Developing a brand is becoming ever more important, both for developers and occupiers

Tal Donahue and Matthew McGuinness

The Shard, The Gherkin, The Walkie Talkie: London’s skyline is dominated buildings that have a clearly recognisable identity, gravitas and brand. As far back as 2012, Italian real estate company Sorgente fielded a new proposition to investors which purely focussed on ‘trophy buildings’, applying the logic that buildings with strong brands will hold their value far better than others.

This notion has increasingly percolated down to the lower rungs of the market where, for a host of reasons, brand is becoming a critical factor in building design and fit-out.

Firstly, on the occupier side, the use of space is an extension of a company’s brand – providing tangible evidence for a positive work culture and environment. Particularly in the tech and creative industries, but also in the professional services, utilising place and space as a fundamental part of a brand is key to attracting and retaining talent and ensuring high productivity levels. Many corporate occupiers are looking closely at this, with the roll out of flexible work spaces, integration of leisure facilities and embracing new technologies. Perhaps the most readily recognisable example, though, is the serviced office colossus that is WeWork. Companies, entrepreneurs and professionals who use WeWork are not just there because of the facilities, they are there because buying into the WeWork brand, experience and community reflects and enhances their own brand proposition.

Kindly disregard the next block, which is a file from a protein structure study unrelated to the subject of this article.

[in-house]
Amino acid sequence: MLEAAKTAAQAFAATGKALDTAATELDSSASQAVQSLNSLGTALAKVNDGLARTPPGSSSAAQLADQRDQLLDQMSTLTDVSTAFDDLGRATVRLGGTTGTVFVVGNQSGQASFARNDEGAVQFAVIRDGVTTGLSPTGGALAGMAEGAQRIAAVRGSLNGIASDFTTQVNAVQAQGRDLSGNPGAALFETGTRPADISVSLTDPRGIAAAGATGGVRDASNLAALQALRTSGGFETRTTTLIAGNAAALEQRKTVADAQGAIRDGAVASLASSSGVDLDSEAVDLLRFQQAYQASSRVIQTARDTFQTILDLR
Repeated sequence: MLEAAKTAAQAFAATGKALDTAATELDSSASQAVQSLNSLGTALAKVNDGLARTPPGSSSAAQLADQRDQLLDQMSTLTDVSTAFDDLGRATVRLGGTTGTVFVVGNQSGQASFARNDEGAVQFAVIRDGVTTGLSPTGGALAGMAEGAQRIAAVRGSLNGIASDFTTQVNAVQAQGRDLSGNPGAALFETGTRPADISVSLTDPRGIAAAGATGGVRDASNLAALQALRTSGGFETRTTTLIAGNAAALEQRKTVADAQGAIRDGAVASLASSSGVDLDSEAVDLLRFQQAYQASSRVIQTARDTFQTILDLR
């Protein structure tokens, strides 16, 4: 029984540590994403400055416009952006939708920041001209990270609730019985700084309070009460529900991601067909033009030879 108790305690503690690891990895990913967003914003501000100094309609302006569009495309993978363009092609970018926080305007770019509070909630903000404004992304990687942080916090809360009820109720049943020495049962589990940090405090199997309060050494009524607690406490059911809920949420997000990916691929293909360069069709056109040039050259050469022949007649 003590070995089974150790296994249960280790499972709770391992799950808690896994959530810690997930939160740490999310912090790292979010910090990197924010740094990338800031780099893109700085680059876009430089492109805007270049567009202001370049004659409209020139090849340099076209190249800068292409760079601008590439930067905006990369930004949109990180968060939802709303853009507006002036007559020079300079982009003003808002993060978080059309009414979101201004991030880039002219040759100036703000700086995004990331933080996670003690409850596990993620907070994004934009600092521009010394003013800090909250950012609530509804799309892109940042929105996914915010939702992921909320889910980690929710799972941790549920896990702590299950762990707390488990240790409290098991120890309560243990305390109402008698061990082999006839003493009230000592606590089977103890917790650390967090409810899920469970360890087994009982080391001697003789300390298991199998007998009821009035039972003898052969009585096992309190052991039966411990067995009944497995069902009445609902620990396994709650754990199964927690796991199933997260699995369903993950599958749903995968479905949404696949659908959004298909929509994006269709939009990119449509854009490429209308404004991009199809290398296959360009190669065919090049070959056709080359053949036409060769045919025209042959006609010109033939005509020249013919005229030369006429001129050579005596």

A building’s name is arguably at the heart of unlocking its audience and communities

Developers have astutely spotted this trend and have seized not only on the investment potential that strong brand identities offer buildings, but also the occupier demand for spaces that provide that “Je ne sais quoi”. Derwent are one of the masters at this, with buildings like the Tea Building, White Collar Factory and White Chapel having a clear vision and value proposition.

As these examples attest, whether it is five floors or 50 floors, a building’s name is arguably at the heart of unlocking its audience and communities. The name (and associated visual identity) functions as the proverbial summary of the brand story that at the end of the day sells the ‘product’. Being able to create a functioning suite of marketing materials may rely on it.

The aim of the brand story is to create an emotional connection with prospective clients, and in order to find its title there are four key steps that any naming exercise needs to encompass:

  • Research: Dig into the neighbourhood and or existing property footprint/locale
  • Talk: Survey the community and speak with neighbourhood stakeholders, potential occupiers, even local pedestrians to get their thoughts, opinions and stories
  • Analyse: Integrate the forecasted aims and ambitions of the building, including target occupiers, into the planning. Remember, audience is critical for any story
  • Engage: Draw from the expertise your wider team brings, including architects, marketing / comms and investors

The second part of the puzzle is to align all the discoveries made during this process with the building’s brief, and thereby begin to develop its narrative. This could include historical points of local interest, geographical USPs and, most importantly, the vision and objectives for the development – ie. who are the target occupiers, what do they like, what do they need and what brand values are they going to buy into. A buildings name and brand should flow from this, rooting it to its surroundings and inspiring the communities that use and engage with it.

Get this right, and a building’s brand, as with a corporate’s, can radically enhance its reputation, its market appeal and help it stand the test of the time.

Tal Donahue and Matthew McGuinness, Infinite Global